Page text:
[00:30:15] Kim Knight: It’s about really understanding what’s really going on and the other person for them to be responding that way. And it will always come down to something emotional for that and helping to validate that. 

[00:30:30] David Charalambous: And we don’t know, literally, there are people out there that are egotistical, there’s people with willful ignorance. There’s all these. Which we don’t know what it is. With the lady, you know, halfway through that story most people are thinking that lady’s interfering, she’s annoying, et cetera. And then at the end of it, they have a lot of empathy. Because you see it from a different perspective, which is also one of the reasons why stories are so powerful.

[00:30:54] So the state of mind is the second most important thing. Then the third thing is how we share information and what we say. And then what I have is I have a whole list, a list of, of tips. But does the three pillars make sense to everyone on the panel and really, if there are any– is it worth asking the audience if there’s any questions on three aspects, because then we can go into some specifics, we’ve we’ve already talked through a few of them though.

[00:31:20] Dr Jennifer Hibberd: I think you have a good point. Emma, are there any questions? So Devin, any questions that you were picking up from our viewers here? 

[00:31:28] Emma Sron: No questions yet. There’s been, as always, some good feedback, but if anybody does have questions and you type it into the chat, we can, we can ask those. 

[00:31:38] David Charalambous: Okay. So we’ve talked about dynamics, sorry context. And within context, the most important tip is the dynamic of the conversation. Okay. Now there’s four dynamics and I’ll just touch on them now, what we’ve, we’ve got a 30 minute presentation on the website on dynamics. 

[00:31:57] There’s four dynamics that you’ll ever be in in a conversation. One of them is known as supplicative. Now we’re not going to spend much time on it, but a lot of the population, it’s really, it’s the dynamic that a parent would be in with a child in the first six years of life.

[00:32:12] And that the child would just listen to everything and do is they’d told. That’s a supplicative dynamic. That’s the dynamic that a lot of people are in with the authorities. Yeah. So whatever they say, they just do. They don’t question. It’s just what, that’s what we do. And it’s a lot of it’s unconscious. They’re not conscious of that.

[00:32:27] The second dynamic has combative and that’s when someone pulls you down so they look better. Okay. We’ve all had that where someone just attacks whatever you say, or they attack you, you’re a conspiracy theorist or whatever. What’s going on there is that you’ve challenged their view of the world. They feel quite defensive so they need to bring you down.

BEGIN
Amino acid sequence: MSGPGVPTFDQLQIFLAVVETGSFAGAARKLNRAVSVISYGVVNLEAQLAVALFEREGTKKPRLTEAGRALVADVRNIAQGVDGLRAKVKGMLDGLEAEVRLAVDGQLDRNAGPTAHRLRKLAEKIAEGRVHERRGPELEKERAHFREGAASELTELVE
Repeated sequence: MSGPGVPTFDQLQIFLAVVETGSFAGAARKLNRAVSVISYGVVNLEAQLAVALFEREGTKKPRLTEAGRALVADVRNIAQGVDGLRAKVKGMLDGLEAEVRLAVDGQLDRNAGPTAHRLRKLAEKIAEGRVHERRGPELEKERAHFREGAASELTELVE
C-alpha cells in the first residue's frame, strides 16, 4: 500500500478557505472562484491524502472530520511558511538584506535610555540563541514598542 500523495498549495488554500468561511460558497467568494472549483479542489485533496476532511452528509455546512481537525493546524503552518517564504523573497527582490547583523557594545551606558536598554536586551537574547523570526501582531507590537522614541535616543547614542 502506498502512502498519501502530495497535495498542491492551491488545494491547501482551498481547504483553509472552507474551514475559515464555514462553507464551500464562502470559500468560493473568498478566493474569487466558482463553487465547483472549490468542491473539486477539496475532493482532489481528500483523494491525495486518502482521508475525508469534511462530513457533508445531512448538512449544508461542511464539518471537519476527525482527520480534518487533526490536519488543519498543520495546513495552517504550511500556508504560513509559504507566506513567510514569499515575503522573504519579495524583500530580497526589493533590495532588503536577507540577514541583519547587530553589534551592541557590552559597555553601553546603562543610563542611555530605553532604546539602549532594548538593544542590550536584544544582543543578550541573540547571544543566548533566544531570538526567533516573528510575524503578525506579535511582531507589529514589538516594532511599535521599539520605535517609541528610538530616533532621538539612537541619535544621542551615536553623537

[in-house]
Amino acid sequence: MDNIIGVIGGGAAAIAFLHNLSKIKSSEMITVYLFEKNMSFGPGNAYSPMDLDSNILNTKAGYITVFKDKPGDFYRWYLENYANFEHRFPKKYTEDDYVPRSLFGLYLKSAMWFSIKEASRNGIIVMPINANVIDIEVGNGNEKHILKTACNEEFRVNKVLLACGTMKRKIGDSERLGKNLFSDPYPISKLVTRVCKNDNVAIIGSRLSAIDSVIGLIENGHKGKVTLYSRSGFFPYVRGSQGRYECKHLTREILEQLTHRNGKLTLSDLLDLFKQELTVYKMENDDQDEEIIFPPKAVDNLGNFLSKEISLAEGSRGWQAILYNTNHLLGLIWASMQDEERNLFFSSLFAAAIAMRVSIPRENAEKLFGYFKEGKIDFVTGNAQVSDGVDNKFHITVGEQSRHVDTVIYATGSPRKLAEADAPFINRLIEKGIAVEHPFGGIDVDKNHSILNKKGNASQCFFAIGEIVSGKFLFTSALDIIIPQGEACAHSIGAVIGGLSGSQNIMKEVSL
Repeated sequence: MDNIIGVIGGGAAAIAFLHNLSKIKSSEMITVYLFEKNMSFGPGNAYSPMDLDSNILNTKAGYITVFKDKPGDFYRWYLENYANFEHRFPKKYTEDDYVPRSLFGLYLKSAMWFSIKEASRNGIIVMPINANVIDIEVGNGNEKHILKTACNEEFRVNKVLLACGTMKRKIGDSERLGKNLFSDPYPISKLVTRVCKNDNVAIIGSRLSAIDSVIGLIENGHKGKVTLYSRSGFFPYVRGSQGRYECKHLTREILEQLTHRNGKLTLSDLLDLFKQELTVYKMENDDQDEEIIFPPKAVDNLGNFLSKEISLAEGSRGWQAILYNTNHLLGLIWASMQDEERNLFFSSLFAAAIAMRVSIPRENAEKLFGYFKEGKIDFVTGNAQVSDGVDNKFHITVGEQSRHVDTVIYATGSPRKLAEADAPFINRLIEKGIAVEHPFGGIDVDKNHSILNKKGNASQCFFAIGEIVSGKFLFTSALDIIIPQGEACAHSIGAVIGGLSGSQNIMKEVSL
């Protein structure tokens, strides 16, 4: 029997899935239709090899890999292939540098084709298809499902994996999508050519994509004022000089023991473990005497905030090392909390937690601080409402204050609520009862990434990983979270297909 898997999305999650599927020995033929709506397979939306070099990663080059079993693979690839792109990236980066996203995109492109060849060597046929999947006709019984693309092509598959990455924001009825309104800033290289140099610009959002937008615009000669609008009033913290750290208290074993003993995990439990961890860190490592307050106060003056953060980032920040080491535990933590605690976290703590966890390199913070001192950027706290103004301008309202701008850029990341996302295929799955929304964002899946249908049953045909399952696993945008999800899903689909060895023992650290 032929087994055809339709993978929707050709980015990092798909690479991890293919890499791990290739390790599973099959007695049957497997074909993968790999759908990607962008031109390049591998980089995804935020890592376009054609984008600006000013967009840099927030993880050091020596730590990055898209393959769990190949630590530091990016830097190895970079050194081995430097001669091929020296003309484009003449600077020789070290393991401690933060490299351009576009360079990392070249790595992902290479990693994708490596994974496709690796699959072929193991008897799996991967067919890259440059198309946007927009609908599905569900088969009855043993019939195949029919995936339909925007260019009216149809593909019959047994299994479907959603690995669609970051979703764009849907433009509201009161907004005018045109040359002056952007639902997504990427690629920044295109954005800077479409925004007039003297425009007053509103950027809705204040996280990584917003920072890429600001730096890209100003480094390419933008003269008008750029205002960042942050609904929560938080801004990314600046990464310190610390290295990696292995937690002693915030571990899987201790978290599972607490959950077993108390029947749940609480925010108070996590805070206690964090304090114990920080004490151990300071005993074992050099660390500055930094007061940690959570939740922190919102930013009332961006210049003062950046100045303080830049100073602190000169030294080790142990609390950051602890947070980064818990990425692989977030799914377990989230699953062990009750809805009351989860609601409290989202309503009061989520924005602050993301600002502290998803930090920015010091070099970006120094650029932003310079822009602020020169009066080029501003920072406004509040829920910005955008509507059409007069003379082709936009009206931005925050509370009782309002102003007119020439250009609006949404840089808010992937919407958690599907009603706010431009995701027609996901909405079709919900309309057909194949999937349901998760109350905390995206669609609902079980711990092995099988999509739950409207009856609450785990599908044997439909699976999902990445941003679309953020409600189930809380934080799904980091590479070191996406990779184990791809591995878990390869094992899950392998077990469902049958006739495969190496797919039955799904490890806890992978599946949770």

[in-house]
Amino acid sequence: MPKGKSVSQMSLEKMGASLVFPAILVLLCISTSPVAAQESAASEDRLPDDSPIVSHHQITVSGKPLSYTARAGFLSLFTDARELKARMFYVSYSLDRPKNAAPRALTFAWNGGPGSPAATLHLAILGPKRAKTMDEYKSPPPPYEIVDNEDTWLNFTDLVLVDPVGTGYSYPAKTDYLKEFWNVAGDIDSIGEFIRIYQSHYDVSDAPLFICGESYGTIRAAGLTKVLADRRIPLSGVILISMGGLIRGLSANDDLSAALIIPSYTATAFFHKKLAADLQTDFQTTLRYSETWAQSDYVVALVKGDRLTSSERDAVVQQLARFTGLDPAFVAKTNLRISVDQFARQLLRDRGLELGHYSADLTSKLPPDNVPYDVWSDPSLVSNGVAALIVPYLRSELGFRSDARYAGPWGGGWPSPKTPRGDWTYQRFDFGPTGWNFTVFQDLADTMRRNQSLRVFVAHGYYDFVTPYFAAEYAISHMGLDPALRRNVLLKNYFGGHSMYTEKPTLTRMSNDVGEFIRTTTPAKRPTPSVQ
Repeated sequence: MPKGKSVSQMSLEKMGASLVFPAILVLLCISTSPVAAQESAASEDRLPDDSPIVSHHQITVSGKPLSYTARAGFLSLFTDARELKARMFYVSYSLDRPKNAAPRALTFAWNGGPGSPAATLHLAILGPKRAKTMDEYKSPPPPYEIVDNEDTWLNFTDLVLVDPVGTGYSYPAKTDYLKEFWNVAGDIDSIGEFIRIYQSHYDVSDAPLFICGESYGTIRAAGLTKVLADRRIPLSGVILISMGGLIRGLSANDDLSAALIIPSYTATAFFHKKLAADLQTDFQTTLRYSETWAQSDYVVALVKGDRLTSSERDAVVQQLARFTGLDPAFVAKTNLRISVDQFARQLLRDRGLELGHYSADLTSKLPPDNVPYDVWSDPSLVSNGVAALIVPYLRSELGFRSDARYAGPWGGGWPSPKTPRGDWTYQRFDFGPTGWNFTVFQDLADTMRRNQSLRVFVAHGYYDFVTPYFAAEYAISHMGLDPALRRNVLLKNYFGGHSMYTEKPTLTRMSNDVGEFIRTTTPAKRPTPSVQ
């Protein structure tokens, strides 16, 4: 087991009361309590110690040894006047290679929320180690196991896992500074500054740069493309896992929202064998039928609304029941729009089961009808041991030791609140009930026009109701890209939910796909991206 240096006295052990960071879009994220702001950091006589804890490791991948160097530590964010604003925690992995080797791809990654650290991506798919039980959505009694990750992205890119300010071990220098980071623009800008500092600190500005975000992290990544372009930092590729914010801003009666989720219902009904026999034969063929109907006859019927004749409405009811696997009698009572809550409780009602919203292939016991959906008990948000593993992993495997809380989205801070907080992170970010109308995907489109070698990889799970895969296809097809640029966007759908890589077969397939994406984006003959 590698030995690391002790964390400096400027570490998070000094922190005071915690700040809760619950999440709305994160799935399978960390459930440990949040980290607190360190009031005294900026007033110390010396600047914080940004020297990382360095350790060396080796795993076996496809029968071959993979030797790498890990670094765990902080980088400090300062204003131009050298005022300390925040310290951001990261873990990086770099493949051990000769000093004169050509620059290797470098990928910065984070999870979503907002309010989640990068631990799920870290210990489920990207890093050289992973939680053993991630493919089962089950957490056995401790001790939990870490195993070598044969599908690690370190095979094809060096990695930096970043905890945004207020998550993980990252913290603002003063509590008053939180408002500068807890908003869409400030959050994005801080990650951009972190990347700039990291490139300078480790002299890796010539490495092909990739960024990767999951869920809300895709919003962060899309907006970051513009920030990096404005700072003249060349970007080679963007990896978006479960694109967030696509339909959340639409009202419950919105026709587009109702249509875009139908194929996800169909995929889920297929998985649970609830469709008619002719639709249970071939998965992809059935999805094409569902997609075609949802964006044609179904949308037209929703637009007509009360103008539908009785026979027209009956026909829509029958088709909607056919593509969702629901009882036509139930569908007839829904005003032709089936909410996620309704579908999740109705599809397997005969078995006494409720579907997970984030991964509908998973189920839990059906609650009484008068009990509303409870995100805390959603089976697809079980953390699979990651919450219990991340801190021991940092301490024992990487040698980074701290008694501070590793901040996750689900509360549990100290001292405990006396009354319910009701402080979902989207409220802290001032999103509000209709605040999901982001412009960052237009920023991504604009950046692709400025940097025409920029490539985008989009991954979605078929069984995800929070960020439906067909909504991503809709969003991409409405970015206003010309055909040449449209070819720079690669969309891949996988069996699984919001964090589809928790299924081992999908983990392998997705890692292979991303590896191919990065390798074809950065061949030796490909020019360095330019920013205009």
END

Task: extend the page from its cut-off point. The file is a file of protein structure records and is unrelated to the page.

[00:32:45] The third one is competitive. They don’t attack you, but they try to make their argument better than yours. 

[00:32:51] And then the fourth dynamic, which is the only one that can ever work, is co-operative. So if you’re in a conversation, if you don’t get into a cooperative dynamic with the person you’re talking to, you can kiss goodbye to them listening to anything you say, okay? Been my experience. 

[00:33:06] Now, how do we get cooperative? We connect. Once you’re connected with someone you’re automatically in a cooperative, pretty much most of the time. And my sense of the getting into a cooperative thing is really key. I will literally say to people, look we’re on the same side here. Yeah. You know, because what you have is that most people assume if you’re questioning the narrative, the caricature they have in their mind is that your– you don’t care about people, you want to kid everyone, you know, these silly things that the media paints into them. Once you re orientate them that that’s not the case, you’re here because you care for people’s health, et cetera, that will dismiss a lot of those dynamics.

[00:33:46] Does that make sense? So the real key thing is to get in– and, and the simplest way I’ve found to do this is to find common ground. 

[00:33:55] Kim Knight: Can you repeat the first one? I didn’t catch it. 

[00:33:58] David Charalambous: Yeah. It’s actually called supplicative. What it really is it’s just it’s what you’ll see is that there’s a power that’s not, you don’t have the power, the other person has all of the power. Okay. And that’s what a lot of governments are doing to the people. They want all the power so the, the, the people just need to follow. Don’t question, do as you’re told, et cetera. Now, the usual dynamic that you see, is that when people see you in an opposition they see the authorities and them as the good guys and you as the bad guys.